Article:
Sony’s plan to build an entire cinematic universe on the Spider-Man IP alone has always felt a bit questionable, but in Mrs. Web‘s younger leads, you can almost see what the plan is like could be work. Like Cassandra, the girls are all orphans (at least emotionally) and need someone to guide them through the madness of being a teenager.

You can also see how the girls’ thinly developed personality traits could one day make them an interesting team of Spider-Women, and how Mrs. WebIt’s basically a story about Cassandra taking on her role as a mentor to a fun new generation of heroes. But as timely as that narrative intention is, the film doesn’t really make its characters feel like real players in a coherent story, and the girls are ultimately pushed into the background — first because they’re introduced as misfits. -focus on extras on the periphery of Cassandra’s story, and later when she takes the girls under her wing to protect them from Sims by… dumping them in the woods.

Among the hectic set pieces in which the camera lens never seems to be able to decide where to focus and how Mrs. Web‘s script bounces briskly between scenes, it’s clear the filmmakers are trying to make you feel some of the deep discombobulation that Cassandra herself experiences. Even if the execution is more than a little off, it’s a clever idea, and it’s to the film’s credit that Cassandra’s visions of being murdered by a fake Spider-Man are distinctly disturbing. But as much time as Mrs. Web spends on telling us that Cassandra is terrified for her and the girls’ lives, you’d be hard-pressed to get that impression from Johnson’s deadpan performance and the way she portrays her character as someone who approaches most situations with a distinct sense of apathy.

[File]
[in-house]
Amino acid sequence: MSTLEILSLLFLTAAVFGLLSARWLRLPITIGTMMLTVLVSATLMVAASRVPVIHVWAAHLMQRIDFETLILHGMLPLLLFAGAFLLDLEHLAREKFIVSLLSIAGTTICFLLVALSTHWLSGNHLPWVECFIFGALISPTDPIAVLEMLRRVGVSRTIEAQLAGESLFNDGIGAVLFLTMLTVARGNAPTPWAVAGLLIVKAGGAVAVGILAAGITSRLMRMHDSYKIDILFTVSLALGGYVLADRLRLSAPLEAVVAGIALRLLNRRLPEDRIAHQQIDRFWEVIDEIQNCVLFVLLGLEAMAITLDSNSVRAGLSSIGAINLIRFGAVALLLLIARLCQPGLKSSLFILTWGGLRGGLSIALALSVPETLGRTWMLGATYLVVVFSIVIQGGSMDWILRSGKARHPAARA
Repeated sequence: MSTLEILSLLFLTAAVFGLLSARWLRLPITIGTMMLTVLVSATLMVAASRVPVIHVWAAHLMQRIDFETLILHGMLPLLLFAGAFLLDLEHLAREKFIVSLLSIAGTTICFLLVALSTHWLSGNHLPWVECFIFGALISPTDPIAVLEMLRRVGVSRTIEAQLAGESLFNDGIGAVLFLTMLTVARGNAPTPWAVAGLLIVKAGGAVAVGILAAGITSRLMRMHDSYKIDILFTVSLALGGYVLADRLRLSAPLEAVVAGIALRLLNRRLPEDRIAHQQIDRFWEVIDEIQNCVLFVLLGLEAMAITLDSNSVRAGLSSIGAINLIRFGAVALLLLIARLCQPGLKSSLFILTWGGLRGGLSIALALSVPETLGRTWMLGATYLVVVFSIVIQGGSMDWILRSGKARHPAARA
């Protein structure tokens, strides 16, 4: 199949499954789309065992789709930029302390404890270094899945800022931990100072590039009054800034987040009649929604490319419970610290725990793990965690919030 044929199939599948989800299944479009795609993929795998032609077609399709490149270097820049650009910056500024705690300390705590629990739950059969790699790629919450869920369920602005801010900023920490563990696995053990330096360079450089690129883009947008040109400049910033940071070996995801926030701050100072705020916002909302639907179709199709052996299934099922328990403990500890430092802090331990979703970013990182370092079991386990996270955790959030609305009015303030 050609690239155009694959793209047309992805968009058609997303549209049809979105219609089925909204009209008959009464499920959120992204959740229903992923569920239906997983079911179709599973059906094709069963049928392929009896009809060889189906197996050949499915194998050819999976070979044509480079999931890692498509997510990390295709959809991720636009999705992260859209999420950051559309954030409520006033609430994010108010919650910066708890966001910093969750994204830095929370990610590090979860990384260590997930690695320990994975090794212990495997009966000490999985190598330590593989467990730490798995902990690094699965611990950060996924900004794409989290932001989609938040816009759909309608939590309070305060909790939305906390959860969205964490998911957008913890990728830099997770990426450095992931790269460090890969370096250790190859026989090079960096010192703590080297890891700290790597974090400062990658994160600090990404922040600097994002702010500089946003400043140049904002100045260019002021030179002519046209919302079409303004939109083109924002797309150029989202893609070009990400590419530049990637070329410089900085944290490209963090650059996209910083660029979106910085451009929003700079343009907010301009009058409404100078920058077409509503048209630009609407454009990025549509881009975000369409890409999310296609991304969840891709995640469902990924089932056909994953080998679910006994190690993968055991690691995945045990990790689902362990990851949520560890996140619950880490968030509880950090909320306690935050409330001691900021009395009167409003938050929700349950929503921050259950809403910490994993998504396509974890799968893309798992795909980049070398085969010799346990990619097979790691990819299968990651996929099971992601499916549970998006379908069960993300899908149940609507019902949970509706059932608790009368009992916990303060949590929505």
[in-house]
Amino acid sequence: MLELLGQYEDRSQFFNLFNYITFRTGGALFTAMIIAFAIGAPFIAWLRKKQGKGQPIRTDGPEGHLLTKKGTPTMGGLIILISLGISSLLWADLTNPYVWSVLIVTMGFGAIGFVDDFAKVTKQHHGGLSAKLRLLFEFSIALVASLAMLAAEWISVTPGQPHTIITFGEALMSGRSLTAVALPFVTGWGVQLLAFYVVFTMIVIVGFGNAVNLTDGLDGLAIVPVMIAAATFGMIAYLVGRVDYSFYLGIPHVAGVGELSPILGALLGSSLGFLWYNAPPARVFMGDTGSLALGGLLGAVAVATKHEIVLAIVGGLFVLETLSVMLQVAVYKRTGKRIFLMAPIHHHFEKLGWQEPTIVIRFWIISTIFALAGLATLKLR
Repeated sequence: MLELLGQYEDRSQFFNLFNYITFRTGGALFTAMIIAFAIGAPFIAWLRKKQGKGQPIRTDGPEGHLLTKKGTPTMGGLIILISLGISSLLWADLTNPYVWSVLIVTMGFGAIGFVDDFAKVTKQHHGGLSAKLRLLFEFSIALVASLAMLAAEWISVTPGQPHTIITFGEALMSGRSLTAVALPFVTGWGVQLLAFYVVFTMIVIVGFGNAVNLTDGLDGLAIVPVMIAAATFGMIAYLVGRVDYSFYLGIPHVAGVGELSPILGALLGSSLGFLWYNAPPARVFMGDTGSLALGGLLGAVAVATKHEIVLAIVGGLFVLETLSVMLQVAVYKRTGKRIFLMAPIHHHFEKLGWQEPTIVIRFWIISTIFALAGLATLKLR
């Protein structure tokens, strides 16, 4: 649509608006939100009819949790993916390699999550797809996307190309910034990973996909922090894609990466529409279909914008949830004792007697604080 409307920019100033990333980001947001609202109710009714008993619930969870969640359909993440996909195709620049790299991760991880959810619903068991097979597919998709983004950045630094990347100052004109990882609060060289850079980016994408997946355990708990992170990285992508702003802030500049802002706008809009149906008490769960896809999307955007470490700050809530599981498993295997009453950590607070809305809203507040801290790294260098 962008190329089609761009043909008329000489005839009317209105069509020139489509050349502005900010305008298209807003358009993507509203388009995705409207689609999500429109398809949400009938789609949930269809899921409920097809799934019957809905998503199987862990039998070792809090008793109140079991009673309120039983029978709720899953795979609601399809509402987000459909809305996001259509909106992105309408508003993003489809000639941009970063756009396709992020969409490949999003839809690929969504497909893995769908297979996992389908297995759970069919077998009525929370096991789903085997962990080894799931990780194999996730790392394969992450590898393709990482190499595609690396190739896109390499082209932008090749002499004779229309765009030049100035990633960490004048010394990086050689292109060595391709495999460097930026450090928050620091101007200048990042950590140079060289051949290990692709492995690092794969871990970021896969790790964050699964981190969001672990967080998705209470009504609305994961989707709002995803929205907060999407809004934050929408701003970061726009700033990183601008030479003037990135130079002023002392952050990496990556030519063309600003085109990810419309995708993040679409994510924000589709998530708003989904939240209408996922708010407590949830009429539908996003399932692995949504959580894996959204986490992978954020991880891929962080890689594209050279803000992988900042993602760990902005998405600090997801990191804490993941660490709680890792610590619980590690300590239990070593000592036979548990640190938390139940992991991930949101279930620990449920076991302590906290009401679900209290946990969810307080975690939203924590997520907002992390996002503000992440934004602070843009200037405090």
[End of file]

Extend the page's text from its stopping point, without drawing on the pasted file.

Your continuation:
When you look Mrs. Web as a modern comic book movie – made with the knowledge of how much money these things can make – it’s hard to understand many of the choices made. But the film makes a lot more sense if you consider it not only as a film set in 2003, but also as a film that tries to evoke the atmosphere of comic book films from that era. The signs are pretty much there from the jump, but it’s when Mis-Teeq’s “Scandalous” is added during an action sequence that it becomes shockingly clear how much Mrs. Web has in common with the 2004 Cat lady starring Halle Berry, both films feeling like doomed failures from the start.

Instead of all previous ones from Sony Spider-Man spin-off films, in the confusing way Mrs. Web By reworking the origins of Julia, Mattie, and Anya, the film feels much more like something from the era that gave us the first film. Daredevil to film Fantastic four: Rise of the silver surfer. People now look back on that point in superhero movie history fondly, because enough time has passed for those movies to evolve into cult classics. But the simple truth is that for a long time, big budget cape projects have missed as often as they achieved, and with Mrs. Web technically a sequel Morbius and a precursor thereof Kraven the Hunterit’s fair to say that Sony has definitely returned to those days.

Mrs. Web Also stars Mike Epps, Emma Roberts and Zosia Mamet. The film is in theaters now.